At the same time, archaeologists were realizing that archaeological sites, like members of endangered species, were finite in number. They saw sites all over the country being destroyed at an unprecedented rate from looting and modern development. Archaeologists feared that unless sites were protected by legislation, they would soon be gone. Armed with this new preservation ethic, they joined with historic preservationists and environmentalists in a successful lobbying effort for the passage of federal, state, and local laws to protect cultural resources, including archaeological sites.

    The National Historic Preservation Act of 1966 led the way. The intent behind this act is clearly spelled out in its introduction, which argues that the nation's "spirit and direction ... are founded upon and reflected in its historic past" and that this past "should be preserved ... in order to give a sense of orientation to the American people." What this law means for the practice of archaeology in the United States is that whenever the federal government is involved in a development project, it must first consider the impact that that project will have on historical resources, including archaeological sites. Whenever a project takes place on federal land, whenever federal funds are used, or even simply when a government permit is needed for construction—and an archaeological site might be destroyed by that project—the law requires the government to mediate between the competing interests of archaeological site protection and development. In some cases, construction projects like sewer lines or office buildings are moved or redesigned to avoid destroying an important archaeological site. In other cases, the site is excavated before the construction that would have destroyed it begins. In those cases, the archaeological costs are paid by the developer, whether from the private or the public sector.

    With the passage of this legislation, the nation had acted to protect its heritage for the good of its people, and archaeological sites were recognized as integral parts of that heritage. Over the years, the act has been supplemented by legislation and regulations on federal, state, and even local levels. Today the government plays a larger role than any other entity in recording and preserving America's archaeological heritage. As a result, the practice of archaeology in the United States has been transformed. More sites are being excavated than ever before, and more archaeologists are working than at any point in the past. And many of these archaeologists are working in completely new environments.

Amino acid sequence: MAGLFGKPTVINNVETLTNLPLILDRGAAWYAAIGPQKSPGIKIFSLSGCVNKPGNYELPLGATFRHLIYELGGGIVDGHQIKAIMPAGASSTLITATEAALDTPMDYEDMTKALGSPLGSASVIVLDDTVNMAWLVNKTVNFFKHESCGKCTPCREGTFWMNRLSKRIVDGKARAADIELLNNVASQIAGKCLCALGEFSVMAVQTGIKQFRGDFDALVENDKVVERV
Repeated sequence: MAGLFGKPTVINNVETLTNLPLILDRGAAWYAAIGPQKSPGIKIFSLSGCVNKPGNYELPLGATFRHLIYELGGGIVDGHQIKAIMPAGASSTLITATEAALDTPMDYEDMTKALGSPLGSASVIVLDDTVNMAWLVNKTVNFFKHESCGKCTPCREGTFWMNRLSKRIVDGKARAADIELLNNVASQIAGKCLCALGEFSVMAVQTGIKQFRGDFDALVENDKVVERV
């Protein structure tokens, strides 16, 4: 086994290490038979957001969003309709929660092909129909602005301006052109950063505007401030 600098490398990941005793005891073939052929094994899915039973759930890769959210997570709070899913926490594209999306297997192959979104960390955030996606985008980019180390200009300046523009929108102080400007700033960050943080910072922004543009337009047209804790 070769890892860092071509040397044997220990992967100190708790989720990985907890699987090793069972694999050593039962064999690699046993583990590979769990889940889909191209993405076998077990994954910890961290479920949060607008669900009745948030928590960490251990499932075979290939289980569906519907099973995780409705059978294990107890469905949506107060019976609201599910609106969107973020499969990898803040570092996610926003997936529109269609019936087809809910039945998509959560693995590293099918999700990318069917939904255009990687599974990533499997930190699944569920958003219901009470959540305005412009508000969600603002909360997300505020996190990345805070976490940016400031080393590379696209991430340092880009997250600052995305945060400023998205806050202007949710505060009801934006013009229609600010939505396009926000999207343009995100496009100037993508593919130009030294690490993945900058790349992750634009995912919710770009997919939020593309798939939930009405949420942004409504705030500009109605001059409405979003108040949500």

Most of the archaeology done in the United States today is "contract archaeology" that is, archaeology mandated by federal, state, or local governments. It is overseen by cultural resource managers who work for government agencies and is paid for by developers from either the public or the private sector. Cultural resource managers help frame legislation, write guidelines and regulations, and, when sites within their jurisdiction are threatened, help decide whether the sites should be preserved in place or excavated. Contract archaeologists are the ones who usually run the projects that are required by the legislation: they work in the marketplace. Some have their own mom-and-pop consulting firms, while others work for large environmental or engineering firms. They often get their jobs through competitive bidding for contracts that can range anywhere from hundreds to millions of dollars. Archaeology can be a big business where the stakes are high. This is a major shift from earlier times, when professional archaeology was done almost exclusively by archaeologists who worked in universities and museums and who sometimes dipped into their own pockets to cover the expenses of their excavations or who had their work supported by grants.